On August 9, 2010 my wife Sharon and I and Fiona the Fearless Kitty got in our 2003 Roadtrek 190 Popular and headed out to… nowhere special. After configuring our campervan for extended boondocking capability with solar panels, an inverter, and extra batteries, we had cut our earthly ties and were embarking on an endless journey – fulltiming. No home base, no rent/mortgage, no grass to mow, no mailbox. I had just retired and we were ready. The photo on the right is me heading out. Notice the big grin. You can only imagine how many problems and irritations we were leaving behind, never to cross our minds again.
Closing out our sticks and bricks house situation was easy – I had sold our previous house back before the 2008 crash and we had been renting the last few years because my last job was iffy, so I lucked out there. All we had to do was notify family members to come get what they wanted, have a garage sale with the rest, and throw away whatever nobody wanted. The possessions we wanted to keep and weren't taking with us in our Roadtrek are in a dozen storage boxes in my sister's attic – dishes, bedlinens, favorite books, sentimental objects, etc. in case we ever want to set up house again. They're still up there in the attic 😉
As we have traveled the continent over the past few years, we have found what's hard and what's easy about the fulltiming lifestyle compared to normal living. Let's start with household finances: in these days of online banking and bill paying, almost everything about handling your money is easy on the road. The only problems are situations where a financial institution insists on mailing a physical object to a real mailing address- new credit or insurance cards, new checks, things like that. It's an aggravation to have this stuff forwarded to where you're going to be. What we do is pick a town we'll be near in a week or so and notify my relatives at our nominal mailing address (my parents'/sister's house) of the address of the UPS Store there. They mail a package to the store, c/o Campskunk, and I can pick it up for a $5 fee.
Shopping is generally easy on the road for staples and common items – the problem arises when you need something available only online or by mail order. Online merchants are extremely leery of sending something to a location other than the billing address, and you don't have an address for them to send it to you where you are anyway. Have stuff sent to your nominal mailing address. The UPS package to a nearby town system described above works – awkwardly – for this, with a big time lag, and returns are further complications. You get good at finding things in physical stores that you're used to ordering online because it's less hassle. We don't want to overwork our forwarding system, and it's an aggravation to be in a certain town at a certain date to pick the package up – we don't like to be tied down like that.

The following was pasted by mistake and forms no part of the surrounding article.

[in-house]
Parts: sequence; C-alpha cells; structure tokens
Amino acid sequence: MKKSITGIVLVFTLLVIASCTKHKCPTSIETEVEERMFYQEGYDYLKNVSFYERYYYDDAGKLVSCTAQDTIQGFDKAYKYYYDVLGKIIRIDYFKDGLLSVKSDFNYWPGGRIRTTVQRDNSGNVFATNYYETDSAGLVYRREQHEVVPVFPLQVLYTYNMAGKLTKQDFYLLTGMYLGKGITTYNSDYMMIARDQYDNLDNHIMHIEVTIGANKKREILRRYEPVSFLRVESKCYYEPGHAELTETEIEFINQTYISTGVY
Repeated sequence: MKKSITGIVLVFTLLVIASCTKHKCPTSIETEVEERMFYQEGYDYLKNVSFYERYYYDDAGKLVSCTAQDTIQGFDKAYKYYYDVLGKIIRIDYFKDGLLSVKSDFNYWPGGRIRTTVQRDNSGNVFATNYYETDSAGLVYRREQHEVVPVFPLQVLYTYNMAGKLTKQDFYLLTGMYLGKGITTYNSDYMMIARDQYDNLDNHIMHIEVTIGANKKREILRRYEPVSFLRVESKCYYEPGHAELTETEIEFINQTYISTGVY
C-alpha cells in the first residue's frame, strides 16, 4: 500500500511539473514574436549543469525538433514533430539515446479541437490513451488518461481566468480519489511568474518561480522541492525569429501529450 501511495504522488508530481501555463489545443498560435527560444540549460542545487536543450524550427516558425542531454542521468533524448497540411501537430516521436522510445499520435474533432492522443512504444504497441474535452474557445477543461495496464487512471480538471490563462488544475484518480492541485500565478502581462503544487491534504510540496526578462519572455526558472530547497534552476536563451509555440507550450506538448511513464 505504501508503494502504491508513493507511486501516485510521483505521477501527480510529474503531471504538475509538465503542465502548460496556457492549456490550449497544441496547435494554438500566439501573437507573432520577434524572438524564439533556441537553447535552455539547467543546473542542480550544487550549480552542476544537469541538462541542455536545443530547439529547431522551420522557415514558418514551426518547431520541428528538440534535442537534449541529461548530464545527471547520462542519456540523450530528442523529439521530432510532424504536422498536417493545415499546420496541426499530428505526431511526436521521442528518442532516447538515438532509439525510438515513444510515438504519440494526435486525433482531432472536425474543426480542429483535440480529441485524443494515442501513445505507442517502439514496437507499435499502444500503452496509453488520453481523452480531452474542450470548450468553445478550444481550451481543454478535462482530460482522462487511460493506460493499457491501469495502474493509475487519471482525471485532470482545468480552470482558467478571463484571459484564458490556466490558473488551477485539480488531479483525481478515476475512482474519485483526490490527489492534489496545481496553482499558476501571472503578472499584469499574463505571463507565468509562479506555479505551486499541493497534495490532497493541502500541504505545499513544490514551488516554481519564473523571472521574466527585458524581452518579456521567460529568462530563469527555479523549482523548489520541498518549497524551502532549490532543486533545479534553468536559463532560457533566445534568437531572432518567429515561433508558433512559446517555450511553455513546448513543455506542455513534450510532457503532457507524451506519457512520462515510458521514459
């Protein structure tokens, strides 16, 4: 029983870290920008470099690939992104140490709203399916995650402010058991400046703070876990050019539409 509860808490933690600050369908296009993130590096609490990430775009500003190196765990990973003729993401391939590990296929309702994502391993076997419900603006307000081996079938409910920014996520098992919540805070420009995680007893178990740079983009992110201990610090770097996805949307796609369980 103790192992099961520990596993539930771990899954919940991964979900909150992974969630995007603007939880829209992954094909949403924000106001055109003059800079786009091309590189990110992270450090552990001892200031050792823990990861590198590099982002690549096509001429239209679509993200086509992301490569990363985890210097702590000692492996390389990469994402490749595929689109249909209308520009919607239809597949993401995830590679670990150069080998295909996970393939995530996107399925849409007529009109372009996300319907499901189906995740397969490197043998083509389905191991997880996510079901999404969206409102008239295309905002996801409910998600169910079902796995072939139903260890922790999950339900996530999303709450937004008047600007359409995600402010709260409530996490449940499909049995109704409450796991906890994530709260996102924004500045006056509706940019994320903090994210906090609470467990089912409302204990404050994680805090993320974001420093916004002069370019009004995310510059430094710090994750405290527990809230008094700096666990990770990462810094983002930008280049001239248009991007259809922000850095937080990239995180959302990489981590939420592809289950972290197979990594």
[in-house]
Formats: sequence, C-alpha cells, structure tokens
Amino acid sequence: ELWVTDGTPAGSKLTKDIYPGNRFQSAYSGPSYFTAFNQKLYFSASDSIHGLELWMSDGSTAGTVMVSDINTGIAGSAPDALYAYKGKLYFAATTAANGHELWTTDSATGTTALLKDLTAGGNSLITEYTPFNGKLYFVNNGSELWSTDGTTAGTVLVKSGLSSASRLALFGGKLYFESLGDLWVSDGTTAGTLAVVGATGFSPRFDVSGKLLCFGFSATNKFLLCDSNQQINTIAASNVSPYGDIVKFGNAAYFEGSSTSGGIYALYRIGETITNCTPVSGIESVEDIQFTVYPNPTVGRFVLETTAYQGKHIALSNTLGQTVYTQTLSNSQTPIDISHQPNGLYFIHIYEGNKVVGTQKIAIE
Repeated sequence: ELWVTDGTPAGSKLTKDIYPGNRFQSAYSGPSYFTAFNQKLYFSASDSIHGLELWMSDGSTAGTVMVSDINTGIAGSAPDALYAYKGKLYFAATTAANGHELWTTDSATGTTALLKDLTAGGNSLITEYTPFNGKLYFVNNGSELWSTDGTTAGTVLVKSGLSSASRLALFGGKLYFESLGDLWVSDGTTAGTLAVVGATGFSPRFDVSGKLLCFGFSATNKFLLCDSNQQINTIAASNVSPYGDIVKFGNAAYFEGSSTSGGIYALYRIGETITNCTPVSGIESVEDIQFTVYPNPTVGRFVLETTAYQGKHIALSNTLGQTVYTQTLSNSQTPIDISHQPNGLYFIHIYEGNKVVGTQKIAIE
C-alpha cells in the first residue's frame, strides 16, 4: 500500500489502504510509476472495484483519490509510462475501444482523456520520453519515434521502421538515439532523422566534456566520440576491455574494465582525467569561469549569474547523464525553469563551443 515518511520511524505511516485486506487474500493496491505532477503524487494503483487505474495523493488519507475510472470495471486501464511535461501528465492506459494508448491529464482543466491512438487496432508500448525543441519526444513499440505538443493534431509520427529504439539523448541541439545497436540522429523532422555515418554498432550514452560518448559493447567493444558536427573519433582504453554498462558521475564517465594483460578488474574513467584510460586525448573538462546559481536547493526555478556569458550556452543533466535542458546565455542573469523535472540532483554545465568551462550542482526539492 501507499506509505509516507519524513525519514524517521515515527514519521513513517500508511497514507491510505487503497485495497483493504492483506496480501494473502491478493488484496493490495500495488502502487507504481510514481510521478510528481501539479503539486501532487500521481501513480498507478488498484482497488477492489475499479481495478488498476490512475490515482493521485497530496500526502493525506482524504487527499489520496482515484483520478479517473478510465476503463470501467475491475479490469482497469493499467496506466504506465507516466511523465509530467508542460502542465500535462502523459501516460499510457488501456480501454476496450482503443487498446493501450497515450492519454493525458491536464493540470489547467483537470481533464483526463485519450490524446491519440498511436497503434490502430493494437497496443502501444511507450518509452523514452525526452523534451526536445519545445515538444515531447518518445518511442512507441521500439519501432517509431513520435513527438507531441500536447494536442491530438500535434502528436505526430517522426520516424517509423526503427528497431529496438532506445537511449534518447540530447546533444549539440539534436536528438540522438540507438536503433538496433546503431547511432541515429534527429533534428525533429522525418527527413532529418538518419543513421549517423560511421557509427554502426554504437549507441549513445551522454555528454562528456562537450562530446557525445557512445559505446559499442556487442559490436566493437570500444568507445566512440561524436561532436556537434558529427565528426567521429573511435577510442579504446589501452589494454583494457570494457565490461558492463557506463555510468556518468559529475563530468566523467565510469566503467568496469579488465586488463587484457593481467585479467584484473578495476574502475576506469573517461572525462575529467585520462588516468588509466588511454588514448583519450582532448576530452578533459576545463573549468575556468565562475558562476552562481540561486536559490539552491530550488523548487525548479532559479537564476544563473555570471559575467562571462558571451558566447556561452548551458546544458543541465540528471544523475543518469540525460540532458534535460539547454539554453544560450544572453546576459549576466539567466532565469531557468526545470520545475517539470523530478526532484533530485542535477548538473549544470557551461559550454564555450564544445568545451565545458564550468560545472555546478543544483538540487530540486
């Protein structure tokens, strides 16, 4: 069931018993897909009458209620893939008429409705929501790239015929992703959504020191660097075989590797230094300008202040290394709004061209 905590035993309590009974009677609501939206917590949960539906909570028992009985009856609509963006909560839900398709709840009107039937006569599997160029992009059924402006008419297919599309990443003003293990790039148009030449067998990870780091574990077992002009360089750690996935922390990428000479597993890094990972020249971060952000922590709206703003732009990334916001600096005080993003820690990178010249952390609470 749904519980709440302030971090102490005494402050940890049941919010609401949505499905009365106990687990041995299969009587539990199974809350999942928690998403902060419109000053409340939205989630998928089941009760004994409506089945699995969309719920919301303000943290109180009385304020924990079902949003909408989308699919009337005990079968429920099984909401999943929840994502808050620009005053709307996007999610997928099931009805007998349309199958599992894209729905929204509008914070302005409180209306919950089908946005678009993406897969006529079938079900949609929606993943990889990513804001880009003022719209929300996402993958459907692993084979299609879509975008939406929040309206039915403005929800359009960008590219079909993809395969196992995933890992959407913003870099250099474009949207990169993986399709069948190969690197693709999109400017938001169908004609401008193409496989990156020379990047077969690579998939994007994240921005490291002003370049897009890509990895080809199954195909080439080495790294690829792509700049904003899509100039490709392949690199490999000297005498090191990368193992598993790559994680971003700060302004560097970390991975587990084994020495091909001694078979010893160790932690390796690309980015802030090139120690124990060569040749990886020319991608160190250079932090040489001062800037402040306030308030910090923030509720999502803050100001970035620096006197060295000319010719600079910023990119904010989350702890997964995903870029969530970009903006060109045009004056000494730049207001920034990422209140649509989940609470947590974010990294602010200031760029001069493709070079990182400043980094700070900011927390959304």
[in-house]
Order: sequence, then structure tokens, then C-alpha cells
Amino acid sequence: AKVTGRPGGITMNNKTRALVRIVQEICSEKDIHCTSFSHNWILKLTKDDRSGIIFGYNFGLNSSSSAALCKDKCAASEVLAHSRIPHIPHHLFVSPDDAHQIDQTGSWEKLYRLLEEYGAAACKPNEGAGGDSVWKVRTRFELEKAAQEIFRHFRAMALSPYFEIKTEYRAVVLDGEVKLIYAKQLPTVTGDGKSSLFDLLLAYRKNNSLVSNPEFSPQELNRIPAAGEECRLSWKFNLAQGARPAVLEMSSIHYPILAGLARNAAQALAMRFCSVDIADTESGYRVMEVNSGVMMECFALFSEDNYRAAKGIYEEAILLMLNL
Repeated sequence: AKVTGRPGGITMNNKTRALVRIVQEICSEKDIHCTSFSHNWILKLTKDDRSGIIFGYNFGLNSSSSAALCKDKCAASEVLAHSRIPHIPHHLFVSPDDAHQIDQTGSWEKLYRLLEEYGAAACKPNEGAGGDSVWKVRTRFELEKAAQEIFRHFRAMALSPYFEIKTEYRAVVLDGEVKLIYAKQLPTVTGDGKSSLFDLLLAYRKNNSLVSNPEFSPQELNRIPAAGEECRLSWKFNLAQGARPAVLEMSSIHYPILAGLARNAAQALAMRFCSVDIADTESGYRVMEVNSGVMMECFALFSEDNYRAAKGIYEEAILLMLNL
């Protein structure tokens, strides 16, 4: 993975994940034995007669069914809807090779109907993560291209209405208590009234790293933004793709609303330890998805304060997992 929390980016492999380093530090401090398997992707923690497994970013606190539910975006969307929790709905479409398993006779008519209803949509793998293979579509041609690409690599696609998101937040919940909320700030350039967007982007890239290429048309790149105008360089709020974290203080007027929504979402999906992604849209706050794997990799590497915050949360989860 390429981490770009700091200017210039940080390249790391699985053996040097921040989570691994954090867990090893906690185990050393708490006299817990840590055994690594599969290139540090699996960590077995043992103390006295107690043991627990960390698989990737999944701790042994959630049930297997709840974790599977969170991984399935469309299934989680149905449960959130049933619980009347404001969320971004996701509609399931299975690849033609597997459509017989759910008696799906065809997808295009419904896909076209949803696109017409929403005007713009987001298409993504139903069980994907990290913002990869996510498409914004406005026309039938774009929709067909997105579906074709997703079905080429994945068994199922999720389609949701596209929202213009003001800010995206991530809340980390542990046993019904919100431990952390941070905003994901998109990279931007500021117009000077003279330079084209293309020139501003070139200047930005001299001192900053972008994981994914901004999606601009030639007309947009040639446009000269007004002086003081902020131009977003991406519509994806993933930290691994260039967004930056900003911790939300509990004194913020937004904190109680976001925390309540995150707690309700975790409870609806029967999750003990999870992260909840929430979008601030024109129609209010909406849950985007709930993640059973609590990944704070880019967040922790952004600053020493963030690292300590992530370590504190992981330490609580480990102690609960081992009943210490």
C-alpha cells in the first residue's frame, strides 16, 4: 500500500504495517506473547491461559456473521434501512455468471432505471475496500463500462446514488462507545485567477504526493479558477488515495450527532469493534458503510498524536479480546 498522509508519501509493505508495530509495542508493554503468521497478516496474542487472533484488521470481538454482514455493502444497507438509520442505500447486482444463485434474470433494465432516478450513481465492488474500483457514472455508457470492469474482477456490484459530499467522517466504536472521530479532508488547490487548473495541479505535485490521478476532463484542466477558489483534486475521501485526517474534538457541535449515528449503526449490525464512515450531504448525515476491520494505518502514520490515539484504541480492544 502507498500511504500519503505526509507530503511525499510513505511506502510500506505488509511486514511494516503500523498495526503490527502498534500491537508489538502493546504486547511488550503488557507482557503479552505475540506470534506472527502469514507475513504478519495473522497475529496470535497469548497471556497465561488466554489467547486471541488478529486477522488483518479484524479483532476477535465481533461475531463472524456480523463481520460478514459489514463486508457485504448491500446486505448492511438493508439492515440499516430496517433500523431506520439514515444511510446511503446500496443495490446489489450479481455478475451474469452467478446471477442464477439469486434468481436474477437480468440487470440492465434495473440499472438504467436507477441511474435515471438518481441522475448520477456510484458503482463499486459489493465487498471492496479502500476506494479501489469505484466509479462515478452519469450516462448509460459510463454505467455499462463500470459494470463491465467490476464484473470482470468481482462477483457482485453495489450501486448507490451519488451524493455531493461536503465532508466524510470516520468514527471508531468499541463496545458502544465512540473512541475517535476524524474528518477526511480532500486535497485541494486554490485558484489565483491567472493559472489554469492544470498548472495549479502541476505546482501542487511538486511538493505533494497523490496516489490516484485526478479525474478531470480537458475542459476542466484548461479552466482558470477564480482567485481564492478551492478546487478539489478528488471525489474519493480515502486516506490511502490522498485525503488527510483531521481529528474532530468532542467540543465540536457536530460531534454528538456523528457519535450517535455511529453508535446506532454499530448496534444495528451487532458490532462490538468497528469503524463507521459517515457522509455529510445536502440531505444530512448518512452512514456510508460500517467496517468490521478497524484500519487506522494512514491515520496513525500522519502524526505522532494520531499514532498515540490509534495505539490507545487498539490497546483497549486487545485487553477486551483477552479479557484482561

Vehicle maintenance is easy for me – I do all my own work, and generally perform all maintenance tasks while in a friendly driveway during our holiday visits with family. The Chevrolet chassis our Roadtrek is built on has a major service every 30,000 miles, and that's two years worth of driving for us, so I do one every other year.
Physician/dental visits are problematic- there's no “see you in three months” when you're a fulltimer. We have east and west coast dentists to keep up with our dental cleaning schedule, and have our mail order prescription refills forwarded in the UPS packages from “home.” On occasion, we have gone into Mexico when that's the only way to get a prescription refilled. It's definitely more difficult than when we were sedentary.
Laundry is easy – just Google up a laundromat. I keep a supply of quarters in a film can in case there's no change machine.
Vet visits are annual affairs we do when visiting family for the holidays – Fiona the Fearless is disgustingly healthy.
It's amazing how you'll establish a routine and fall into a schedule of propane refills, grocery shopping, laundromat visits, and other infrequent interruptions to your primary pastime – relaxation in beautiful settings across the continent.
You learn to anticipate trouble – buy what you need before going into areas where it's scarce. The longer you do it, the easier it gets. It's MUCH easier than we originally anticipated, but there's only one way for you to find out for sure – have a big garage sale and hit the road!
Comments are closed.